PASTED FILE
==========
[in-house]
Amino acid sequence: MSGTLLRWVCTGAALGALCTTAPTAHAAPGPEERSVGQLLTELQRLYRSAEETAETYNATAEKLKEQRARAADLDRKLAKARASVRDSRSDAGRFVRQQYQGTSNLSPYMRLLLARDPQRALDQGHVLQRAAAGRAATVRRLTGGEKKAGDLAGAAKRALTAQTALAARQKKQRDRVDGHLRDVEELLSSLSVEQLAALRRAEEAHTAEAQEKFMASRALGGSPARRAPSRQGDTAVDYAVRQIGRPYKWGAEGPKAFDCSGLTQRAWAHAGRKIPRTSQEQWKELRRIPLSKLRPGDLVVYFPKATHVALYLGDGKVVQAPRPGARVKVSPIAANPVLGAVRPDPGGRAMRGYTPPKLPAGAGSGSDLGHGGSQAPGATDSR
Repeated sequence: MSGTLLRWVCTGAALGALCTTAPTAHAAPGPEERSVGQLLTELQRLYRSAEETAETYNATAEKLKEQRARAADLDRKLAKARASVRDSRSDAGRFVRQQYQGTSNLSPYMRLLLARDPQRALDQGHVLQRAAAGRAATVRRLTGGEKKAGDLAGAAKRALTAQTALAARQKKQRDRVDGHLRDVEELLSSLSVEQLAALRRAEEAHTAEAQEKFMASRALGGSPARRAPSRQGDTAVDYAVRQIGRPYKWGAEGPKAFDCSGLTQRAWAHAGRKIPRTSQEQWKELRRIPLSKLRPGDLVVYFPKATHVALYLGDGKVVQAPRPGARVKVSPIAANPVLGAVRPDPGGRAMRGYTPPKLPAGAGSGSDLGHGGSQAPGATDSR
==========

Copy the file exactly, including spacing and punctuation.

[in-house]
Amino acid sequence: MSGTLLRWVCTGAALGALCTTAPTAHAAPGPEERSVGQLLTELQRLYRSAEETAETYNATAEKLKEQRARAADLDRKLAKARASVRDSRSDAGRFVRQQYQGTSNLSPYMRLLLARDPQRALDQGHVLQRAAAGRAATVRRLTGGEKKAGDLAGAAKRALTAQTALAARQKKQRDRVDGHLRDVEELLSSLSVEQLAALRRAEEAHTAEAQEKFMASRALGGSPARRAPSRQGDTAVDYAVRQIGRPYKWGAEGPKAFDCSGLTQRAWAHAGRKIPRTSQEQWKELRRIPLSKLRPGDLVVYFPKATHVALYLGDGKVVQAPRPGARVKVSPIAANPVLGAVRPDPGGRAMRGYTPPKLPAGAGSGSDLGHGGSQAPGATDSR
Repeated sequence: MSGTLLRWVCTGAALGALCTTAPTAHAAPGPEERSVGQLLTELQRLYRSAEETAETYNATAEKLKEQRARAADLDRKLAKARASVRDSRSDAGRFVRQQYQGTSNLSPYMRLLLARDPQRALDQGHVLQRAAAGRAATVRRLTGGEKKAGDLAGAAKRALTAQTALAARQKKQRDRVDGHLRDVEELLSSLSVEQLAALRRAEEAHTAEAQEKFMASRALGGSPARRAPSRQGDTAVDYAVRQIGRPYKWGAEGPKAFDCSGLTQRAWAHAGRKIPRTSQEQWKELRRIPLSKLRPGDLVVYFPKATHVALYLGDGKVVQAPRPGARVKVSPIAANPVLGAVRPDPGGRAMRGYTPPKLPAGAGSGSDLGHGGSQAPGATDSR